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Broadcast Equipment Blog | 3D Broadcast Sales

  • Here’s why mobile phones won't ever replace professional cameras

    We all know of the ever popular iPhone 6 and its big brother the 6 Plus. It’s impressive to say the least, as are most other flagship phones on the market. The iPhone has a backside illuminated sensor, an f/2.2 lens, and optical image stabilization, but all of that is wasted if Apple or any other firm put these features in, in an attempt to encroach on the DSLR market.

    Professional Cameras

    These flagship phone cameras are fast, quick to respond, it takes usually good images, and most significantly, allows me to share them rapidly and effortlessly.

    Most professional photographers these days will have something like a 5D Mark III or it’s Nikon equivalent. It’s a very decent professional camera, it’s adaptable, can deal with any lighting (or lack of) that’s thrown at it, and you can count on it to get the shot you want if handled correctly.

    With the increase of smartphones, many have lamented or cheered for the death of the DSLR, banishing it to antiquity with its celluloid brothers. It’s difficult to remember the last time a professional photographer was seen using just a smartphone in the field though. That doesn’t mean there weren’t a ton of more smartphones outnumbering the DSLRs in London’s parks or museums, but great quantity does not indicate superiority.

    No matter how astonishing technology gets, there are some ultimate restrictions that will always be in the way for smartphones, and that is sensor size.

    Larger sensors are generally superior sensors. They can collect more light and give more control over the depth of field. The sensor in a 5D Mark III is 50x times than the iPhone too. That large sensor lets you capture images that are physically impossible with a phone.

    DSLRs also feature interchangeable lenses. Phone producers have to find the balance between wide-angle and telephoto and often, the telephoto side loses. On top of this, the autofocus capabilities of modern high-level professional cameras are simply unparalleled by smartphones.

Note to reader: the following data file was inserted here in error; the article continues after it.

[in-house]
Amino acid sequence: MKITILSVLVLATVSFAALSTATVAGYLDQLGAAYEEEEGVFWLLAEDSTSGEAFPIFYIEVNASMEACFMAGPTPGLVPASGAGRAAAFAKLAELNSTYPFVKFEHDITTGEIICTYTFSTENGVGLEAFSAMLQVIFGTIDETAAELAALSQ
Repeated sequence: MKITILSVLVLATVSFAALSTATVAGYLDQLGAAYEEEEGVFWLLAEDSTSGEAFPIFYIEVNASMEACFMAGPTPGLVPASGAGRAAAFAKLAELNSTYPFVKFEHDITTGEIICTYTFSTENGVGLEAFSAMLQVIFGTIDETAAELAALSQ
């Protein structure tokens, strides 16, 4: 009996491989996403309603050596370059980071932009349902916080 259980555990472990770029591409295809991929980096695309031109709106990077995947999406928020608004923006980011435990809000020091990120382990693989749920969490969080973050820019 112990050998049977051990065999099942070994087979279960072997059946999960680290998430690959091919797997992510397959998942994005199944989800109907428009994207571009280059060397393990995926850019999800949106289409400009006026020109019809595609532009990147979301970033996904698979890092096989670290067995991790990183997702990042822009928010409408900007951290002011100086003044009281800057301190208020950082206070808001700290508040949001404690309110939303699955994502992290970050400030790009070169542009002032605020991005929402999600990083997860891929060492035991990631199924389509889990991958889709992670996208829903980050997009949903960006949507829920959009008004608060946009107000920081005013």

One often ignored aspect is the ergonomics of professional cameras against smartphones. The modern smartphone is destined to cover countless of jobs that used to be set aside for separate devices. It’s problematic and slightly cumbersome to hold a smartphone in front of you, and frame your shot via a live view through a screen. A well-designed professional camera fits into your hand. Inside of a few snaps, the buttons are instinctively at your fingertips and you can fine-tune almost any function minus the need to ever take your eye away from the viewfinder. It allows for uninterrupted creative flow.

  • How To Buy Camera Adapters to make your camera system more flexible

    Whether you want to try lenses from another producer or want to put your old trusted glass to good use, lens adapters come to the rescue.

    Want to buy camera adapters to make your camera system even more flexible? Buying a lens adapter can open your world to an array of alternatives—whether the glass you crave is bizarre, classic, or simply no longer made. These magic rings can make many lenses fit on cameras they weren’t made for.

    ag-ca300gLens adapters allow you to use a variety of wonderful alternative lenses—including some truly exotic optics and some classics that are so exceptional that you may wonder why they aren’t still made. Although the lenses made for your camera may be great, having options is nice.

    If you are planning to buy camera adapters, you have to know that Camera lens adapters are usually quite basic, comprising of nothing more than a deliberately constructed ring that sits between your lens and your camera. One end is intended to accept a precise form of lens, and the other end is intended to fit the camera. Usually, there is no communications function to permit the lens to send data to the camera, so lenses with electronic chips, which notably control autofocus and auto aperture, will not work when the lens is mounted onto the camera adapter. You will have to focus the lens manually and physically stop down the aperture before shooting to get the correct aperture. The lens adapter will also disable EXIF data from getting to the camera as well via the same means.

    Some slightly more expensive adapters include a focus validation chip that allows the camera lens to signal when a subject is in focus, usually using a distinct beep or sometimes an icon displayed in the viewfinder itself.

    Regrettably, not every lens is adjustable to fit every camera system obviously. If you want to buy camera adapters you have to be aware that they are made for use with older lenses that have manual aperture, which must be attuned precisely by the operator. Many modern day cheaper lenses only have electronic aperture control instead in order to reduce cost to the customer, which means that the lens sadly cannot ever work on other cameras. The good news is that adapter producers have worked around this problem by counting on new a physical actuator for the lens aperture built into the adapter. You still have to physically set the aperture, but only by adjusting the adapter now, and not the lens itself.